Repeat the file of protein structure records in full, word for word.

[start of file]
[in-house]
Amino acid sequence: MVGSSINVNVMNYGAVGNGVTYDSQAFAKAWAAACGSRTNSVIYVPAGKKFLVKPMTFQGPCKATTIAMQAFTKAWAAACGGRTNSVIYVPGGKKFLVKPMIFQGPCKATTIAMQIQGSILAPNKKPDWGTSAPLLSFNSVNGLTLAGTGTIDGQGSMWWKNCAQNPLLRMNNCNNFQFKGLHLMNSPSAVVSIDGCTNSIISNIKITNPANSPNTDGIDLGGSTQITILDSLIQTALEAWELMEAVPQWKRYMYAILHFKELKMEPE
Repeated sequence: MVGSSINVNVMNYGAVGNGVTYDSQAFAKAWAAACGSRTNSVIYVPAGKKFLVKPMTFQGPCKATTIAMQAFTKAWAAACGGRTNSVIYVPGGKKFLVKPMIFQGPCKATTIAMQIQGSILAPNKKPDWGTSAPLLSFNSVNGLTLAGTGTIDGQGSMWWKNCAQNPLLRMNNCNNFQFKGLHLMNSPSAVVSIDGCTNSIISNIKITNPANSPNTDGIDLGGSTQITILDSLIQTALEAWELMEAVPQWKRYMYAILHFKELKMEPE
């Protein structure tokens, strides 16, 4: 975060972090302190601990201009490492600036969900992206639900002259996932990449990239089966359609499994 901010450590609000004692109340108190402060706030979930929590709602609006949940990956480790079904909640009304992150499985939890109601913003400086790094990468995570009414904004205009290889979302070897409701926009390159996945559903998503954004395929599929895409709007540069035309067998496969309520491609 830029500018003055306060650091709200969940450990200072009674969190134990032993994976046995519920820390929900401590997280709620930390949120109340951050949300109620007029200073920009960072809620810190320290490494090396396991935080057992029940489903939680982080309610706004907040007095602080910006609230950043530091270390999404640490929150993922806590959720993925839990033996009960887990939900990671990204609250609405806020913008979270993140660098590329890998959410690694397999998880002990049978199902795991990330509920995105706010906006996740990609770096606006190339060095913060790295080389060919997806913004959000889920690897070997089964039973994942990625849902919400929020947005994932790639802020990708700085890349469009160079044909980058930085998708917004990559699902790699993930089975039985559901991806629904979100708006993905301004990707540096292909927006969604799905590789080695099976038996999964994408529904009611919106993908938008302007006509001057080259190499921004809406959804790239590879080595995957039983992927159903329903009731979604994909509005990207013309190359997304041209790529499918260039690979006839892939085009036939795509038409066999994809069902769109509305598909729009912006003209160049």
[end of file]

[in-house]
Amino acid sequence: MVGSSINVNVMNYGAVGNGVTYDSQAFAKAWAAACGSRTNSVIYVPAGKKFLVKPMTFQGPCKATTIAMQAFTKAWAAACGGRTNSVIYVPGGKKFLVKPMIFQGPCKATTIAMQIQGSILAPNKKPDWGTSAPLLSFNSVNGLTLAGTGTIDGQGSMWWKNCAQNPLLRMNNCNNFQFKGLHLMNSPSAVVSIDGCTNSIISNIKITNPANSPNTDGIDLGGSTQITILDSLIQTALEAWELMEAVPQWKRYMYAILHFKELKMEPE
Repeated sequence: MVGSSINVNVMNYGAVGNGVTYDSQAFAKAWAAACGSRTNSVIYVPAGKKFLVKPMTFQGPCKATTIAMQAFTKAWAAACGGRTNSVIYVPGGKKFLVKPMIFQGPCKATTIAMQIQGSILAPNKKPDWGTSAPLLSFNSVNGLTLAGTGTIDGQGSMWWKNCAQNPLLRMNNCNNFQFKGLHLMNSPSAVVSIDGCTNSIISNIKITNPANSPNTDGIDLGGSTQITILDSLIQTALEAWELMEAVPQWKRYMYAILHFKELKMEPE
């Protein structure tokens, strides 16, 4: 975060972090302190601990201009490492600036969900992206639900002259996932990449990239089966359609499994 901010450590609000004692109340108190402060706030979930929590709602609006949940990956480790079904909640009304992150499985939890109601913003400086790094990468995570009414904004205009290889979302070897409701926009390159996945559903998503954004395929599929895409709007540069035309067998496969309520491609 830029500018003055306060650091709200969940450990200072009674969190134990032993994976046995519920820390929900401590997280709620930390949120109340951050949300109620007029200073920009960072809620810190320290490494090396396991935080057992029940489903939680982080309610706004907040007095602080910006609230950043530091270390999404640490929150993922806590959720993925839990033996009960887990939900990671990204609250609405806020913008979270993140660098590329890998959410690694397999998880002990049978199902795991990330509920995105706010906006996740990609770096606006190339060095913060790295080389060919997806913004959000889920690897070997089964039973994942990625849902919400929020947005994932790639802020990708700085890349469009160079044909980058930085998708917004990559699902790699993930089975039985559901991806629904979100708006993905301004990707540096292909927006969604799905590789080695099976038996999964994408529904009611919106993908938008302007006509001057080259190499921004809406959804790239590879080595995957039983992927159903329903009731979604994909509005990207013309190359997304041209790529499918260039690979006839892939085009036939795509038409066999994809069902769109509305598909729009912006003209160049």